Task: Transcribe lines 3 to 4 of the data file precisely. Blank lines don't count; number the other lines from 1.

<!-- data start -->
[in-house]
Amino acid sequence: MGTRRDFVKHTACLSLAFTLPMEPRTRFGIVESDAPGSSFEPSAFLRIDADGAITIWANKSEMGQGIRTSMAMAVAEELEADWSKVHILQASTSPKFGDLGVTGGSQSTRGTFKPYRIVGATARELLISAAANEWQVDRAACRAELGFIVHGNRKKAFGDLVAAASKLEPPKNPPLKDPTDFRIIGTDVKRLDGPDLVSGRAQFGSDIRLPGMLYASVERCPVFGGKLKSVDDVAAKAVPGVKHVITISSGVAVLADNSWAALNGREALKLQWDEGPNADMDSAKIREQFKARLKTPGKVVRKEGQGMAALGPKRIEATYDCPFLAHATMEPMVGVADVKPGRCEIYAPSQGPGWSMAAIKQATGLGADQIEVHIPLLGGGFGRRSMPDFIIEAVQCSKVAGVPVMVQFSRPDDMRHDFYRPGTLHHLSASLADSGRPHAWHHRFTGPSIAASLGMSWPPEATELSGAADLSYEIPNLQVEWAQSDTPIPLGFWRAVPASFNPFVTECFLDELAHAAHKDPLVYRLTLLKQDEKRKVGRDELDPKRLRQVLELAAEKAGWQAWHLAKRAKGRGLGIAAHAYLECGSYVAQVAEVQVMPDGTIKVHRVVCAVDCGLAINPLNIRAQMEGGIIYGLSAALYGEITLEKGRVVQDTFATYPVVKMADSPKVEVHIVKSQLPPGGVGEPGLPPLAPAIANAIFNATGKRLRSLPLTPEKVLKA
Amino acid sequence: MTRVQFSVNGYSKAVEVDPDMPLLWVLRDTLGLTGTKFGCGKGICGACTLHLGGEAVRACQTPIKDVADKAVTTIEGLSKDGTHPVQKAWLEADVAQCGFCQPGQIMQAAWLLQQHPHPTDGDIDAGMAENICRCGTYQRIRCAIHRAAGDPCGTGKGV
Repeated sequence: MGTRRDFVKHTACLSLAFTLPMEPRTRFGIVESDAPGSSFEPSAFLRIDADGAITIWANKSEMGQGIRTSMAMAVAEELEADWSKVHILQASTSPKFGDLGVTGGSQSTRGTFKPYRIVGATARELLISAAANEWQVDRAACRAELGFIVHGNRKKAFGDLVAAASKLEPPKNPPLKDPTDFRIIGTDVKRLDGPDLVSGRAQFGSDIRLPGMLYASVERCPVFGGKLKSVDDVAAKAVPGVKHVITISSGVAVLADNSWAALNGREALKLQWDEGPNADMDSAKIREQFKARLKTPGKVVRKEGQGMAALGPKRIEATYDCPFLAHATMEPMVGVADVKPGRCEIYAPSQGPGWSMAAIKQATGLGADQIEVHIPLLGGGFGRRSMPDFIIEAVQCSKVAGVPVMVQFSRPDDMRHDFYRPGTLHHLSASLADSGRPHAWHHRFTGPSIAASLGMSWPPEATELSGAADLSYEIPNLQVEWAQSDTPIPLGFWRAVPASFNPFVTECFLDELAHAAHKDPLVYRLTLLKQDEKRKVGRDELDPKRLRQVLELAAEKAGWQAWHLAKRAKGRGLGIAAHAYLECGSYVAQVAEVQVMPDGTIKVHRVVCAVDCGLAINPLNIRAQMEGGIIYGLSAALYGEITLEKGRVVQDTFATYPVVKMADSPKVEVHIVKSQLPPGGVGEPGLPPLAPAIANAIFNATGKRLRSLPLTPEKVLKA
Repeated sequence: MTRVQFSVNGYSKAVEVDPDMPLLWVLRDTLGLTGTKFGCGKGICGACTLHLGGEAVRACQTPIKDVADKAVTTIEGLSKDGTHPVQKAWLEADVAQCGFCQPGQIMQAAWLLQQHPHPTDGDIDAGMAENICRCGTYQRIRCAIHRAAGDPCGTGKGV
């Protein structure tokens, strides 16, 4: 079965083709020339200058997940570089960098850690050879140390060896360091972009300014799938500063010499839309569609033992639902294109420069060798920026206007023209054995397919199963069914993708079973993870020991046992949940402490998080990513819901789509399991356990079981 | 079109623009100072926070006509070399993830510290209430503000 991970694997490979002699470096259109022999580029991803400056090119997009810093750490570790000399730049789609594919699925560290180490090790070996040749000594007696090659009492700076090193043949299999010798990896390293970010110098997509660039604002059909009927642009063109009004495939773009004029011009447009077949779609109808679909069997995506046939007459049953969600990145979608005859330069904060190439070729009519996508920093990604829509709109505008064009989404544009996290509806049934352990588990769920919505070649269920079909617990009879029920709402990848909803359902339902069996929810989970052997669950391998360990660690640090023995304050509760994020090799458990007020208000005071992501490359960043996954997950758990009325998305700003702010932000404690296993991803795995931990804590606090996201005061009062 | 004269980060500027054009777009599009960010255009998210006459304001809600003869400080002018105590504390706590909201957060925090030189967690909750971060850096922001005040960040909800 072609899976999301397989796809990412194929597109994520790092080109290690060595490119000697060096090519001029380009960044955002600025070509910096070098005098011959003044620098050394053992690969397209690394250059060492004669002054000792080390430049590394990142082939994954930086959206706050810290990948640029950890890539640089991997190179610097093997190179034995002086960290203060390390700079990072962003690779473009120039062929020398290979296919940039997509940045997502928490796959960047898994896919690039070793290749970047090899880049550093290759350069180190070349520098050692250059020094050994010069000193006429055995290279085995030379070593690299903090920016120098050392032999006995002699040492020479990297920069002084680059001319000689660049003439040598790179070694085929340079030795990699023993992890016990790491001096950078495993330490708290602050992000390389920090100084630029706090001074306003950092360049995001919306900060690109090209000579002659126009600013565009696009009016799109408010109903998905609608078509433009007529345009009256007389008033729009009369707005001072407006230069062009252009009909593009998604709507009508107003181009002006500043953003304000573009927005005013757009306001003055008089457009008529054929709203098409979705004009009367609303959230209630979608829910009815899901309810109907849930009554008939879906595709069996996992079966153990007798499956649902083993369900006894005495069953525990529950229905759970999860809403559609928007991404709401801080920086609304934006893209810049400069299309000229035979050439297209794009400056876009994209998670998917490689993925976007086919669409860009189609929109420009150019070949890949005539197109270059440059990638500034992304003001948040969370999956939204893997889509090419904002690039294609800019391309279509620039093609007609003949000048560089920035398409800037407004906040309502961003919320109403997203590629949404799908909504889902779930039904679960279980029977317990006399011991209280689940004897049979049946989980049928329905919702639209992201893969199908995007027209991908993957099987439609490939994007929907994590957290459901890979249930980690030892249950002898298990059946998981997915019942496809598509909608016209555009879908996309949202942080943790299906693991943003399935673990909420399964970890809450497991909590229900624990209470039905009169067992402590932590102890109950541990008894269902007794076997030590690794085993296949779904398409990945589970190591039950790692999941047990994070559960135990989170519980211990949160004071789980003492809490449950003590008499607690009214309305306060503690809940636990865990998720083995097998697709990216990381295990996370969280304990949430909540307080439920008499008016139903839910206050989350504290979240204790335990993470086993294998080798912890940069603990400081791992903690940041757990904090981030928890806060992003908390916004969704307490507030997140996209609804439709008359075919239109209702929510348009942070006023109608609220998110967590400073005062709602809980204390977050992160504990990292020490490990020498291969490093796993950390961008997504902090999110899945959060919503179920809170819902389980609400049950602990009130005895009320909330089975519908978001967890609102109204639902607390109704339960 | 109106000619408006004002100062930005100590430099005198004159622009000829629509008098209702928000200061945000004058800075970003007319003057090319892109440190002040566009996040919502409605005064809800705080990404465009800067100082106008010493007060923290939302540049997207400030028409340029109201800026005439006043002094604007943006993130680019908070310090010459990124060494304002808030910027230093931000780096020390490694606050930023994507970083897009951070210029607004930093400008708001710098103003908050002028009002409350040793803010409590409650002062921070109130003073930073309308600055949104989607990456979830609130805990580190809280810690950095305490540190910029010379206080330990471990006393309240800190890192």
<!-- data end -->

Amino acid sequence: MTRVQFSVNGYSKAVEVDPDMPLLWVLRDTLGLTGTKFGCGKGICGACTLHLGGEAVRACQTPIKDVADKAVTTIEGLSKDGTHPVQKAWLEADVAQCGFCQPGQIMQAAWLLQQHPHPTDGDIDAGMAENICRCGTYQRIRCAIHRAAGDPCGTGKGV
Repeated sequence: MGTRRDFVKHTACLSLAFTLPMEPRTRFGIVESDAPGSSFEPSAFLRIDADGAITIWANKSEMGQGIRTSMAMAVAEELEADWSKVHILQASTSPKFGDLGVTGGSQSTRGTFKPYRIVGATARELLISAAANEWQVDRAACRAELGFIVHGNRKKAFGDLVAAASKLEPPKNPPLKDPTDFRIIGTDVKRLDGPDLVSGRAQFGSDIRLPGMLYASVERCPVFGGKLKSVDDVAAKAVPGVKHVITISSGVAVLADNSWAALNGREALKLQWDEGPNADMDSAKIREQFKARLKTPGKVVRKEGQGMAALGPKRIEATYDCPFLAHATMEPMVGVADVKPGRCEIYAPSQGPGWSMAAIKQATGLGADQIEVHIPLLGGGFGRRSMPDFIIEAVQCSKVAGVPVMVQFSRPDDMRHDFYRPGTLHHLSASLADSGRPHAWHHRFTGPSIAASLGMSWPPEATELSGAADLSYEIPNLQVEWAQSDTPIPLGFWRAVPASFNPFVTECFLDELAHAAHKDPLVYRLTLLKQDEKRKVGRDELDPKRLRQVLELAAEKAGWQAWHLAKRAKGRGLGIAAHAYLECGSYVAQVAEVQVMPDGTIKVHRVVCAVDCGLAINPLNIRAQMEGGIIYGLSAALYGEITLEKGRVVQDTFATYPVVKMADSPKVEVHIVKSQLPPGGVGEPGLPPLAPAIANAIFNATGKRLRSLPLTPEKVLKA